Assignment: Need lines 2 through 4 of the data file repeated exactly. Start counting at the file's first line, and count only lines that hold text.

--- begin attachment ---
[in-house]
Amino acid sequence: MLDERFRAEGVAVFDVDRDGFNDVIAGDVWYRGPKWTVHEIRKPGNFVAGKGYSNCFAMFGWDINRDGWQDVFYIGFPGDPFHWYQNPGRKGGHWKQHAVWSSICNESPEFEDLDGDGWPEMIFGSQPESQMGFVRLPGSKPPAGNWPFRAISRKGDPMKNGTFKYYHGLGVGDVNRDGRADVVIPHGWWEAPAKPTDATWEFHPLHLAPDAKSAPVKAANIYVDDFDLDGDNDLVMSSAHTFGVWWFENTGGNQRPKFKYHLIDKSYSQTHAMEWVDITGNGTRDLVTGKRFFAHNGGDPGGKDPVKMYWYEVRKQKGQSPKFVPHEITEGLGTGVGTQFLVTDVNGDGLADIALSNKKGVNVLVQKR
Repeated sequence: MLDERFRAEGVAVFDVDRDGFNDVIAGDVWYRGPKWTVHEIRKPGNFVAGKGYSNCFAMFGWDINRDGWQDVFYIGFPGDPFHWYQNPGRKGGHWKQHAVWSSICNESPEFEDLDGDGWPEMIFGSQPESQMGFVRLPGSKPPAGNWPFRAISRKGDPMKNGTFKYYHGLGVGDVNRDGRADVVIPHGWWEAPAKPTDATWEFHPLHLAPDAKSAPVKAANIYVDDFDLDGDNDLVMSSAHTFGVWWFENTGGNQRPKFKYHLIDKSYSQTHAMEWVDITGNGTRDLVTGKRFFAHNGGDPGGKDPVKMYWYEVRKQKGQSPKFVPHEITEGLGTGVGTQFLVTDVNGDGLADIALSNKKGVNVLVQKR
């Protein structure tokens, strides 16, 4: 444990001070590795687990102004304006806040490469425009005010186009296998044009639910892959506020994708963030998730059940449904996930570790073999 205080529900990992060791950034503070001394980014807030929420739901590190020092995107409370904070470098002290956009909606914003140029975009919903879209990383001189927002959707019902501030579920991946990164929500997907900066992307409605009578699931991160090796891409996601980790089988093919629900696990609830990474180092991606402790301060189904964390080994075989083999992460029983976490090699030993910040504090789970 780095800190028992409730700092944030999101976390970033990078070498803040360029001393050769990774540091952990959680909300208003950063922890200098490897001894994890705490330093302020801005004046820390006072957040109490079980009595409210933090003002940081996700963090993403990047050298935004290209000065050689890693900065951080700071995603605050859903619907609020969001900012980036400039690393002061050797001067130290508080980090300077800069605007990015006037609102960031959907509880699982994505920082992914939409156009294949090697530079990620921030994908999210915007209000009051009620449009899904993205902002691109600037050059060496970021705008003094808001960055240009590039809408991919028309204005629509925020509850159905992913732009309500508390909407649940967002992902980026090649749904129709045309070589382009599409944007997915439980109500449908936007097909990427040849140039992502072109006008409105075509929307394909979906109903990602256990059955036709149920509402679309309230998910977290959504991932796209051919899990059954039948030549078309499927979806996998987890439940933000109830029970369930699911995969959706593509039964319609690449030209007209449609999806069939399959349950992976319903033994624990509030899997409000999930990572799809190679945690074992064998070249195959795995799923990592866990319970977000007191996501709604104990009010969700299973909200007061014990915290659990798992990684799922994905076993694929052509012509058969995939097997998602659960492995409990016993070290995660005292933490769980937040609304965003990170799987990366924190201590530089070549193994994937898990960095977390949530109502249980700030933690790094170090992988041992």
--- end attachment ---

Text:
Amino acid sequence: MLDERFRAEGVAVFDVDRDGFNDVIAGDVWYRGPKWTVHEIRKPGNFVAGKGYSNCFAMFGWDINRDGWQDVFYIGFPGDPFHWYQNPGRKGGHWKQHAVWSSICNESPEFEDLDGDGWPEMIFGSQPESQMGFVRLPGSKPPAGNWPFRAISRKGDPMKNGTFKYYHGLGVGDVNRDGRADVVIPHGWWEAPAKPTDATWEFHPLHLAPDAKSAPVKAANIYVDDFDLDGDNDLVMSSAHTFGVWWFENTGGNQRPKFKYHLIDKSYSQTHAMEWVDITGNGTRDLVTGKRFFAHNGGDPGGKDPVKMYWYEVRKQKGQSPKFVPHEITEGLGTGVGTQFLVTDVNGDGLADIALSNKKGVNVLVQKR
Repeated sequence: MLDERFRAEGVAVFDVDRDGFNDVIAGDVWYRGPKWTVHEIRKPGNFVAGKGYSNCFAMFGWDINRDGWQDVFYIGFPGDPFHWYQNPGRKGGHWKQHAVWSSICNESPEFEDLDGDGWPEMIFGSQPESQMGFVRLPGSKPPAGNWPFRAISRKGDPMKNGTFKYYHGLGVGDVNRDGRADVVIPHGWWEAPAKPTDATWEFHPLHLAPDAKSAPVKAANIYVDDFDLDGDNDLVMSSAHTFGVWWFENTGGNQRPKFKYHLIDKSYSQTHAMEWVDITGNGTRDLVTGKRFFAHNGGDPGGKDPVKMYWYEVRKQKGQSPKFVPHEITEGLGTGVGTQFLVTDVNGDGLADIALSNKKGVNVLVQKR
């Protein structure tokens, strides 16, 4: 444990001070590795687990102004304006806040490469425009005010186009296998044009639910892959506020994708963030998730059940449904996930570790073999 205080529900990992060791950034503070001394980014807030929420739901590190020092995107409370904070470098002290956009909606914003140029975009919903879209990383001189927002959707019902501030579920991946990164929500997907900066992307409605009578699931991160090796891409996601980790089988093919629900696990609830990474180092991606402790301060189904964390080994075989083999992460029983976490090699030993910040504090789970 780095800190028992409730700092944030999101976390970033990078070498803040360029001393050769990774540091952990959680909300208003950063922890200098490897001894994890705490330093302020801005004046820390006072957040109490079980009595409210933090003002940081996700963090993403990047050298935004290209000065050689890693900065951080700071995603605050859903619907609020969001900012980036400039690393002061050797001067130290508080980090300077800069605007990015006037609102960031959907509880699982994505920082992914939409156009294949090697530079990620921030994908999210915007209000009051009620449009899904993205902002691109600037050059060496970021705008003094808001960055240009590039809408991919028309204005629509925020509850159905992913732009309500508390909407649940967002992902980026090649749904129709045309070589382009599409944007997915439980109500449908936007097909990427040849140039992502072109006008409105075509929307394909979906109903990602256990059955036709149920509402679309309230998910977290959504991932796209051919899990059954039948030549078309499927979806996998987890439940933000109830029970369930699911995969959706593509039964319609690449030209007209449609999806069939399959349950992976319903033994624990509030899997409000999930990572799809190679945690074992064998070249195959795995799923990592866990319970977000007191996501709604104990009010969700299973909200007061014990915290659990798992990684799922994905076993694929052509012509058969995939097997998602659960492995409990016993070290995660005292933490769980937040609304965003990170799987990366924190201590530089070549193994994937898990960095977390949530109502249980700030933690790094170090992988041992």